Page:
Discussion among AFES colleagues shall help advance the status of diabetes care not only individually among the member countries but collectively in the region. All this while, individual country-specific challenges and difficulties need to be identified as these will present as barriers to the true success of national CPGs. Coordination of country initiatives is the key to CPGs for a collectively enhanced diabetes care in the region.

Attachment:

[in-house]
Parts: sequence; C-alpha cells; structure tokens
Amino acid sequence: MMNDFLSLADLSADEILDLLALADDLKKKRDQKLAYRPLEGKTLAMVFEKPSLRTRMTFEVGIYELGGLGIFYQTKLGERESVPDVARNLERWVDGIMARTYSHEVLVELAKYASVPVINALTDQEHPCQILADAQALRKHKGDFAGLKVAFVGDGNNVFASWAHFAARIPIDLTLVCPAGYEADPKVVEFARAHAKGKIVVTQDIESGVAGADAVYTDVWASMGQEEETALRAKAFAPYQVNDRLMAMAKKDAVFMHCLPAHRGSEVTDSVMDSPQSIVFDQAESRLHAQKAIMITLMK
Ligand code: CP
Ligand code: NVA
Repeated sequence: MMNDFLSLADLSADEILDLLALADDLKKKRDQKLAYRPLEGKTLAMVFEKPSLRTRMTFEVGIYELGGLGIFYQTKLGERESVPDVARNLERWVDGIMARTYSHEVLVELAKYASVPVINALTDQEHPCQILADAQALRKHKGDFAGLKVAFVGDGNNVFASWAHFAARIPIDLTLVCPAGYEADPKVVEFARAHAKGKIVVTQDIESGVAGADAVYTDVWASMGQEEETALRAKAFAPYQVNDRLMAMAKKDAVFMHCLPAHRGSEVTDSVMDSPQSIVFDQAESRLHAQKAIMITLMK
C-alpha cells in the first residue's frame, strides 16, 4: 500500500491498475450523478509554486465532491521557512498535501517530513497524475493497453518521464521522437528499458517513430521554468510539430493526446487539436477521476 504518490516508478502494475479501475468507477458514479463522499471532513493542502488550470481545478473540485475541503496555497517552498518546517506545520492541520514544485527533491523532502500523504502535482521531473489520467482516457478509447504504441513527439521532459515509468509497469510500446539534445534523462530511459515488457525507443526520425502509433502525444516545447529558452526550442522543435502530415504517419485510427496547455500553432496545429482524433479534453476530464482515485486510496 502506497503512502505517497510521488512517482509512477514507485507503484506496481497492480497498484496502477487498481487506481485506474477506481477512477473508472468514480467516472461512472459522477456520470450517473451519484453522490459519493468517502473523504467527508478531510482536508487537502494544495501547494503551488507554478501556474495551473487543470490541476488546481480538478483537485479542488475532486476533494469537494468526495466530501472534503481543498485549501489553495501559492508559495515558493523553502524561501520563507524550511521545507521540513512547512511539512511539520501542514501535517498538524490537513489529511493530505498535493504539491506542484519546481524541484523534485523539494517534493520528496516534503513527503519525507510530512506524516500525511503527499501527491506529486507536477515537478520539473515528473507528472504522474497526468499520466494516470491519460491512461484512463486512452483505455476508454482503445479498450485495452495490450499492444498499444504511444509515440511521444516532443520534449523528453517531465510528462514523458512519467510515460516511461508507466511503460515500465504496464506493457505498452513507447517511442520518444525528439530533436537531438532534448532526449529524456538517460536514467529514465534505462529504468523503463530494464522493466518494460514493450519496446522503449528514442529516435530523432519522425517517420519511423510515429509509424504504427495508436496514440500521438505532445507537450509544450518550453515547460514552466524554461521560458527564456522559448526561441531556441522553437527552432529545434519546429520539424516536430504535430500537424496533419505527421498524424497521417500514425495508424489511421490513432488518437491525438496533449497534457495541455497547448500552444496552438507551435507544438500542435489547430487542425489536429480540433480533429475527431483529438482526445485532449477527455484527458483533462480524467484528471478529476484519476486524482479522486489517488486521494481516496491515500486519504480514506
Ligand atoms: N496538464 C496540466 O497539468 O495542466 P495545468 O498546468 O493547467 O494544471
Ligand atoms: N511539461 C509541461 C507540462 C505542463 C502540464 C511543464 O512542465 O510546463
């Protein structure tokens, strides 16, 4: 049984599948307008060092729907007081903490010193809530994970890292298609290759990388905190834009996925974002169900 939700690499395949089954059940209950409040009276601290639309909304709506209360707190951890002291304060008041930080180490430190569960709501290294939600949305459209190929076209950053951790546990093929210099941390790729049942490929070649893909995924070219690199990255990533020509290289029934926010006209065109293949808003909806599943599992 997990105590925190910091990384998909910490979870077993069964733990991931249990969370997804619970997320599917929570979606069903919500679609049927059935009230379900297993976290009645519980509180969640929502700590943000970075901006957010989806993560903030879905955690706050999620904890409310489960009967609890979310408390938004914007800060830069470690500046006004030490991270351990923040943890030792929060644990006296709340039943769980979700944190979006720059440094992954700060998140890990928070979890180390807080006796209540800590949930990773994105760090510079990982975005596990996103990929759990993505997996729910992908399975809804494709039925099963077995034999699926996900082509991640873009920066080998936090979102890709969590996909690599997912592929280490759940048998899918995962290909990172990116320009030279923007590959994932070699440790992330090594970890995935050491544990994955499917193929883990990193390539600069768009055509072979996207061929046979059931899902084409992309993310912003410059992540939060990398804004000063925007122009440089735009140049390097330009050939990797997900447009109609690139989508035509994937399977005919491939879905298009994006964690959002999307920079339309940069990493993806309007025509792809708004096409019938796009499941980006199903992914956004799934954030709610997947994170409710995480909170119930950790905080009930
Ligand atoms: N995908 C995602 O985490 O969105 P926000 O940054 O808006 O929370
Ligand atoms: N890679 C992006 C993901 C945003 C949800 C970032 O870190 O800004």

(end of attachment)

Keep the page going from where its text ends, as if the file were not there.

References

1. Sy RG, Morales DM, Dans AL, et al. National Nutrition and Health Survey II: Prevalence of atherosclerosis-related risk factors and diseases among adult subjects in the Philippines. 2011, Manuscript in preparation.

2. IDF Diabetes Atlas. http://www.diabetesatlas.org/content/prevalence-estimates-diabetes-mellitus-dm-2010 . Accessed April 2, 2011.